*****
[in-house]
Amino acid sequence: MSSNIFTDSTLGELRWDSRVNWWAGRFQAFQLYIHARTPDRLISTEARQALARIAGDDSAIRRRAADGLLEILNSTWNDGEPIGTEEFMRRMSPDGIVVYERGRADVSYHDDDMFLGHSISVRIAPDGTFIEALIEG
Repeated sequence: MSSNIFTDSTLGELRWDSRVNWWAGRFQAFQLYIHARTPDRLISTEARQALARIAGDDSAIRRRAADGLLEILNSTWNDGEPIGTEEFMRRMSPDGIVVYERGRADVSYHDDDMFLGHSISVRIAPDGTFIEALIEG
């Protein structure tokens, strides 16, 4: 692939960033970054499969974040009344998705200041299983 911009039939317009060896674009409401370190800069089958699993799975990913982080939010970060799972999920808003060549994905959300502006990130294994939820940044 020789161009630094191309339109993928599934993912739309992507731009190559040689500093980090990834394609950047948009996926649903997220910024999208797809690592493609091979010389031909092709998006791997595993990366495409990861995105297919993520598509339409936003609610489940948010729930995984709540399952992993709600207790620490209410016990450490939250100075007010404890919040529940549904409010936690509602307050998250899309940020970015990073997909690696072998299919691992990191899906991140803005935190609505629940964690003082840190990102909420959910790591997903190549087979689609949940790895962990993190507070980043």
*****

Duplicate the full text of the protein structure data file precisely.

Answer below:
[in-house]
Amino acid sequence: MSSNIFTDSTLGELRWDSRVNWWAGRFQAFQLYIHARTPDRLISTEARQALARIAGDDSAIRRRAADGLLEILNSTWNDGEPIGTEEFMRRMSPDGIVVYERGRADVSYHDDDMFLGHSISVRIAPDGTFIEALIEG
Repeated sequence: MSSNIFTDSTLGELRWDSRVNWWAGRFQAFQLYIHARTPDRLISTEARQALARIAGDDSAIRRRAADGLLEILNSTWNDGEPIGTEEFMRRMSPDGIVVYERGRADVSYHDDDMFLGHSISVRIAPDGTFIEALIEG
């Protein structure tokens, strides 16, 4: 692939960033970054499969974040009344998705200041299983 911009039939317009060896674009409401370190800069089958699993799975990913982080939010970060799972999920808003060549994905959300502006990130294994939820940044 020789161009630094191309339109993928599934993912739309992507731009190559040689500093980090990834394609950047948009996926649903997220910024999208797809690592493609091979010389031909092709998006791997595993990366495409990861995105297919993520598509339409936003609610489940948010729930995984709540399952992993709600207790620490209410016990450490939250100075007010404890919040529940549904409010936690509602307050998250899309940020970015990073997909690696072998299919691992990191899906991140803005935190609505629940964690003082840190990102909420959910790591997903190549087979689609949940790895962990993190507070980043």